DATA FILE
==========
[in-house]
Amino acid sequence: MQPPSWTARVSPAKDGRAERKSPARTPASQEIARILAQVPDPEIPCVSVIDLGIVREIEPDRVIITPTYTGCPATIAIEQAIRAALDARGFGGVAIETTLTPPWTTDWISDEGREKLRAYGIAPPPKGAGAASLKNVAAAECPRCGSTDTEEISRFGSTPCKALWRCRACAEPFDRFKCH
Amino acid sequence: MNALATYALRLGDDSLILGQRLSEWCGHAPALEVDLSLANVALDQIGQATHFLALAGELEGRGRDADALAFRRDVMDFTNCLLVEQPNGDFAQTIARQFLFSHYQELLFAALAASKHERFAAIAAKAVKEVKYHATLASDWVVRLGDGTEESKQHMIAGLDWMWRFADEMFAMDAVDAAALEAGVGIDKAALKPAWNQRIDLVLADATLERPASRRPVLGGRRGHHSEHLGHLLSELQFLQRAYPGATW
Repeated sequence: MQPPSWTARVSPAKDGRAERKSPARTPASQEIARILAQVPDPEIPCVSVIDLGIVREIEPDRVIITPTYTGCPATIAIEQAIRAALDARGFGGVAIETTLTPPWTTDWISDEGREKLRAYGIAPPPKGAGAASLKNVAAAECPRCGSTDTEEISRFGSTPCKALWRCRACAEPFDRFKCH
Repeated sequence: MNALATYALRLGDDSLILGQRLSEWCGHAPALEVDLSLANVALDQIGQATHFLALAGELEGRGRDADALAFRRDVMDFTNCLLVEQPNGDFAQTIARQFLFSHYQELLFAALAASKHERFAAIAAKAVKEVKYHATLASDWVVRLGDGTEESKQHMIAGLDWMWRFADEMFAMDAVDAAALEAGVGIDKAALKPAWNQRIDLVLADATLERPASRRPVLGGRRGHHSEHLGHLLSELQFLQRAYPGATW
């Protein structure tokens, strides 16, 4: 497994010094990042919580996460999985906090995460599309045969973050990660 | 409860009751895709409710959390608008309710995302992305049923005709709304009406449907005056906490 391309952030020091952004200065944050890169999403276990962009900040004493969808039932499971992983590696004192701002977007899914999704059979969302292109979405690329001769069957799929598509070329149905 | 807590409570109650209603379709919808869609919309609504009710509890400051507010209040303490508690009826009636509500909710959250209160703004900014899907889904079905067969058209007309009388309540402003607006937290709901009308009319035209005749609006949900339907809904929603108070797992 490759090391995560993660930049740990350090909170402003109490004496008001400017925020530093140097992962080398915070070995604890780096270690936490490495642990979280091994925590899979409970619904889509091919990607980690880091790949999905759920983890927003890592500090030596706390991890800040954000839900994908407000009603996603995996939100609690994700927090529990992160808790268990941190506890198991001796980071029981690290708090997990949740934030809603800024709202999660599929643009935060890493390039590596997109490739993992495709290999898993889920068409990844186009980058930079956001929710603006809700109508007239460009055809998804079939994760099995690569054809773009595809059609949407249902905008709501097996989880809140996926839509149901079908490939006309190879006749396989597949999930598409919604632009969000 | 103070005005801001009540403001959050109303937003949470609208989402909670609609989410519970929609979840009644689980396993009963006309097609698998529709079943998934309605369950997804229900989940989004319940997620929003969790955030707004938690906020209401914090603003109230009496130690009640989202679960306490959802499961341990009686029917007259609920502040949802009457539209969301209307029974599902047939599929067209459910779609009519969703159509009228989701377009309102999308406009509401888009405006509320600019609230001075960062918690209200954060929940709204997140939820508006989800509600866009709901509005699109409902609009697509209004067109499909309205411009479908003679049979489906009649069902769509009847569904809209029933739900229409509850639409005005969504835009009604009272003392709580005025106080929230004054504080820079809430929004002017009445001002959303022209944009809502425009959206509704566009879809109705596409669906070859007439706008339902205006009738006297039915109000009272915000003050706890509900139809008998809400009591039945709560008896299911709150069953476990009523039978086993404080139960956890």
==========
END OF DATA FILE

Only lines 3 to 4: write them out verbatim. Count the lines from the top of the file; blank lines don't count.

Amino acid sequence: MNALATYALRLGDDSLILGQRLSEWCGHAPALEVDLSLANVALDQIGQATHFLALAGELEGRGRDADALAFRRDVMDFTNCLLVEQPNGDFAQTIARQFLFSHYQELLFAALAASKHERFAAIAAKAVKEVKYHATLASDWVVRLGDGTEESKQHMIAGLDWMWRFADEMFAMDAVDAAALEAGVGIDKAALKPAWNQRIDLVLADATLERPASRRPVLGGRRGHHSEHLGHLLSELQFLQRAYPGATW
Repeated sequence: MQPPSWTARVSPAKDGRAERKSPARTPASQEIARILAQVPDPEIPCVSVIDLGIVREIEPDRVIITPTYTGCPATIAIEQAIRAALDARGFGGVAIETTLTPPWTTDWISDEGREKLRAYGIAPPPKGAGAASLKNVAAAECPRCGSTDTEEISRFGSTPCKALWRCRACAEPFDRFKCH